Many people have heard of the term “Swedish massage” and this is a popular form of massage therapy. This type of massage was developed in Sweden in the 18th century and there are certain principles of Swedish massage such as effleurage, petrissage, friction and percussion. It is common for people to think of Swedish massage as a gentle, light-pressure type of massage. In effect, the form of Swedish massage called effleurage is essentially this.
Swedish Massage: Effleurage
Effleurage is a French word that means to “touch lightly on,” and is composed of long, stroking movements. This is very effective to be used at the beginning of a massage in order to ease into the other techniques, and could be thought of as a “warm-up” for ones’ body. Often, when performed at a slow speed, effleurage helps the client to become relaxed and it begins to tell the nervous system that it is ok for the body to let go of tension and tightness. This technique also brings blood flow to the muscles, skin, and tissue in the region that it is applied to.
The effleurage technique may be used prior to or in conjunction with other techniques, or it may be applied for the entire length of the massage. If the client is interested in a massage that is primarily for stress relief or relaxation then this is a great option. Since it is applied more superficially to the body, effleurage can also be effective for improving circulation, decreasing swelling and improvement of lymphatic drainage and flow.
Sometimes the client will feel uneasy about massage because they are afraid it will “hurt” or maybe they have had aggressive or deep massage in the past that left them with a good deal of post-massage soreness. This is a great population to discuss the use of effleurage with. This Swedish massage technique is light and gentle and thus decreases the potential for post-massage soreness. The client will still achieve the benefits listed above, and may even be able to reach an increased level of relaxation compared with deeper techniques. If someone is looking for a deep massage, effleurage is not the choice for them.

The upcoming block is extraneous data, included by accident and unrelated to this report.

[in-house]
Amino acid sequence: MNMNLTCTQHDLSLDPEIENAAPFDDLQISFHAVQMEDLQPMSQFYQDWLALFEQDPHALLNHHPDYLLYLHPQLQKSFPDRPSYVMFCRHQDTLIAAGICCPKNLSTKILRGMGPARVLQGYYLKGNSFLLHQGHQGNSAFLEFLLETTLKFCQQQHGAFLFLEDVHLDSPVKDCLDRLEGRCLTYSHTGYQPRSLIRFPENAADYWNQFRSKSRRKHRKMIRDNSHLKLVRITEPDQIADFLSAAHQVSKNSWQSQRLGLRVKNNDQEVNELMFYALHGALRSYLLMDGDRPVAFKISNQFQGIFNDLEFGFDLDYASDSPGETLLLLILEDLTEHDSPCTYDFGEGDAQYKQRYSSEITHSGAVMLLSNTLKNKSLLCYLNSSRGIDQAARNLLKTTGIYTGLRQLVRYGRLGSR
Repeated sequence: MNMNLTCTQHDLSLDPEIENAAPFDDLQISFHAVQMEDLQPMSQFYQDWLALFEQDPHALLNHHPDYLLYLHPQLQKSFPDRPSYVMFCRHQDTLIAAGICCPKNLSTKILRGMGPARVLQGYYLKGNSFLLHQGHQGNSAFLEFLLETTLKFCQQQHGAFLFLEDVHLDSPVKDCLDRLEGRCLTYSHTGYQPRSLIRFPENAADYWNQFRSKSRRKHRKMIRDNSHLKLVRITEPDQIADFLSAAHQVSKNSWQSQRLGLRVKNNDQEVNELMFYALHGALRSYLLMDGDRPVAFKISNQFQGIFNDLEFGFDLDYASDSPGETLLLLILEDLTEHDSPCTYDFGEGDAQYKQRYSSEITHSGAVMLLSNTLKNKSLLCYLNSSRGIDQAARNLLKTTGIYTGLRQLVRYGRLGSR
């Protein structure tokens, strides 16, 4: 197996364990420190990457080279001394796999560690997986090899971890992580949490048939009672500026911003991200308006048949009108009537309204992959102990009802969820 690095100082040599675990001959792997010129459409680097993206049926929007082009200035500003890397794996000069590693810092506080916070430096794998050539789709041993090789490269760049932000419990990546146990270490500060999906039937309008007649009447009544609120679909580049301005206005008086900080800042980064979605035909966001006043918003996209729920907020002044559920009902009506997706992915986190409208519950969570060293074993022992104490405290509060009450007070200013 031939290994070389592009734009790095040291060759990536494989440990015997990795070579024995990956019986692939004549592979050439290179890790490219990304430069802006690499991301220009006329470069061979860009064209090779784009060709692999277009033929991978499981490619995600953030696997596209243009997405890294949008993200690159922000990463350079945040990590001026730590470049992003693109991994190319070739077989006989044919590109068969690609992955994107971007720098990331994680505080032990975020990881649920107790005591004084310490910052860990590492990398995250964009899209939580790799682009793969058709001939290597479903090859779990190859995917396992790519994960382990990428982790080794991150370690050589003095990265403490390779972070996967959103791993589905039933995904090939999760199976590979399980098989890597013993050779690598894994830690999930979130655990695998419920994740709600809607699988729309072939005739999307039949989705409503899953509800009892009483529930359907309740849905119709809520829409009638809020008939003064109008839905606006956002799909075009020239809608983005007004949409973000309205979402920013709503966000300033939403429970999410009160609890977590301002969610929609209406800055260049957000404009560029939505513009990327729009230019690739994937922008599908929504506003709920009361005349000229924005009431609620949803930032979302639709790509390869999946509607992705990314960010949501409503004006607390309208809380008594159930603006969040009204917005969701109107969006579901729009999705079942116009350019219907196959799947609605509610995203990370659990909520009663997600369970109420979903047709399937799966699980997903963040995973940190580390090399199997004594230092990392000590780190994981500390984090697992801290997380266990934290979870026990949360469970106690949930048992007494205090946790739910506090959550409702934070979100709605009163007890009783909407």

With that, if the client enters the massage in a state of increased nervous system arousal and noted “fight or flight” response or mentions they are stressed out, then this effleurage is a great choice to begin with prior to deeper techniques because you will relax them enough to effectively be able to “go deeper.” Effleurage is also a wonderful way for the massage to end regardless of what other techniques you may have used throughout the massage. You will leave the person feeling relaxed, with blood-flow increased, and the nervous system quieted. Ready to face the world again!
Interested in Deep Tissue Pressure Point Therapy? Learn more on our blog.